The massive wetlands and woods of Fairlawn Plantation would have been a landmark conservation in the Charleston area. Now, at least, it will be managed for the birds.
Audubon South Carolina has designated the 8,000-acre property along I’On Swamp near Awendaw as an important bird area; its owners are cooperating to maintain it as a vital habitat for species such as the swallow-tailed kite, prothonotary warbler and painted bunting, Audubon said in a news release.
The agreement makes Fairlawn the 50th Important Bird Area in the state, the release said, comprising more than 1.3 million acres.
“The IBA program is a global effort to identify areas that are most important for maintaining bird populations, and focus conservation efforts on protecting those areas,” the release said. More than 368 million acres are designated nationwide.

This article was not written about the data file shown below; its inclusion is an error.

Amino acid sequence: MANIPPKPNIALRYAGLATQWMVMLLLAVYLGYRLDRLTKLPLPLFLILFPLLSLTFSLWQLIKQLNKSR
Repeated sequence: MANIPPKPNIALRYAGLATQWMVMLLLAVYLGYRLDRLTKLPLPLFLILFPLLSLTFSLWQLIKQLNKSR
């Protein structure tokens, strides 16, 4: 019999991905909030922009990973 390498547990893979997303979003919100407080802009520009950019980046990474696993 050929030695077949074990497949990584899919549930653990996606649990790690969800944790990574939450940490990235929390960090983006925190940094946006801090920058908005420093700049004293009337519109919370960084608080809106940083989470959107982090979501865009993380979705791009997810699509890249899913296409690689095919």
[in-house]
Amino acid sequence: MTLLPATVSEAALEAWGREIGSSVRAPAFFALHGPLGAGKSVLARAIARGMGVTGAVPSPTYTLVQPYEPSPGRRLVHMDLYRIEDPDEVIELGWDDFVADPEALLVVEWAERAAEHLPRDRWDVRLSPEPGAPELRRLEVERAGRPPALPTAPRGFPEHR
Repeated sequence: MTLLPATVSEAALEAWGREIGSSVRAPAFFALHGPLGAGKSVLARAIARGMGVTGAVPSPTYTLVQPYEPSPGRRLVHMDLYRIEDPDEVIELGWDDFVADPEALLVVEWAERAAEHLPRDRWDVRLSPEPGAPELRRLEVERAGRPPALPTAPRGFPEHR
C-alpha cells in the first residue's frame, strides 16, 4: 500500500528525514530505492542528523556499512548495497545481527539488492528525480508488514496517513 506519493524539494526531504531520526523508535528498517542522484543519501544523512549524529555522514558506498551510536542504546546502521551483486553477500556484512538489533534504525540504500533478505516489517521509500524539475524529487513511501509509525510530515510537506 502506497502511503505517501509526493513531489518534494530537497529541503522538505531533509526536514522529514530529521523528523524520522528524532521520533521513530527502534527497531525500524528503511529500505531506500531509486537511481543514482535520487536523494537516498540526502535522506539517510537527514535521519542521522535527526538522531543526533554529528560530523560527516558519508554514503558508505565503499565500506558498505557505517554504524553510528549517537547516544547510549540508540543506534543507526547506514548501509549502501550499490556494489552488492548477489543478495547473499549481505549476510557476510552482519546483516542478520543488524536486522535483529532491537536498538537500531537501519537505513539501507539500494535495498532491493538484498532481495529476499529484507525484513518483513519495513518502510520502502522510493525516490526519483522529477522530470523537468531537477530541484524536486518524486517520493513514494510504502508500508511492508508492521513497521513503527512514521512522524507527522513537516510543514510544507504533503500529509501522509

The Fairlawn property was slated in 2012 to be bought for $12 million by Charleston County’s rural Greenbelt program, which preserves land in the county’s rural areas. The deal fell apart when a group of former owners claimed they had exclusive hunting rights on the property, which could have prohibited public access for recreational purposes for decades.
The purchase would have a been a boon for conservationists because the Fairlawn tract is the largest piece of privately held land inside the Francis Marion Forest. It would have been a big link in an emerging ring of more than 800,000 acres of protected land around Charleston, making the city the only metropolitan area of its size on the East Coast to be embedded in green.
Reach Bo Petersen at 937-5744, @bopete on twitter or Bo Petersen Reporting on Facebook.
Notice about comments:
The Post and Courier is pleased to offer readers the enhanced ability to comment on stories. Some of the comments may be reprinted elsewhere in the site or in the newspaper. We ask that you refrain from profanity, hate speech, personal comments and remarks that are off point.